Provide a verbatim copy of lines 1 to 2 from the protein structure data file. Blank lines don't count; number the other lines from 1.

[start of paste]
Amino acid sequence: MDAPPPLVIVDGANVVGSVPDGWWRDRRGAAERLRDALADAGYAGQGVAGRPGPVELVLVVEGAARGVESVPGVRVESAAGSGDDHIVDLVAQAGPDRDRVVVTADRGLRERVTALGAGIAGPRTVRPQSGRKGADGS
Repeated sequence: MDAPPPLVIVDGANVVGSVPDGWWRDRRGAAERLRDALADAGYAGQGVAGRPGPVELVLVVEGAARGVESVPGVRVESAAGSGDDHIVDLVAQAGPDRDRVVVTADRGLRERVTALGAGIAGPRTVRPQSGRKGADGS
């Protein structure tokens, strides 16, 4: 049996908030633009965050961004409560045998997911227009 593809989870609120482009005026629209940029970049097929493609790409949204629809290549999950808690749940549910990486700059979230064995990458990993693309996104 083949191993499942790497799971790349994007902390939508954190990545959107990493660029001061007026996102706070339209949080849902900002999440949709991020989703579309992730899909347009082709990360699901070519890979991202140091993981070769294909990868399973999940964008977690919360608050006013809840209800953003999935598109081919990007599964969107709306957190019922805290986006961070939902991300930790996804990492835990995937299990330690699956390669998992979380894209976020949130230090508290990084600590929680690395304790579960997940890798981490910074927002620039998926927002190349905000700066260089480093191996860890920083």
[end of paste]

Amino acid sequence: MDAPPPLVIVDGANVVGSVPDGWWRDRRGAAERLRDALADAGYAGQGVAGRPGPVELVLVVEGAARGVESVPGVRVESAAGSGDDHIVDLVAQAGPDRDRVVVTADRGLRERVTALGAGIAGPRTVRPQSGRKGADGS
Repeated sequence: MDAPPPLVIVDGANVVGSVPDGWWRDRRGAAERLRDALADAGYAGQGVAGRPGPVELVLVVEGAARGVESVPGVRVESAAGSGDDHIVDLVAQAGPDRDRVVVTADRGLRERVTALGAGIAGPRTVRPQSGRKGADGS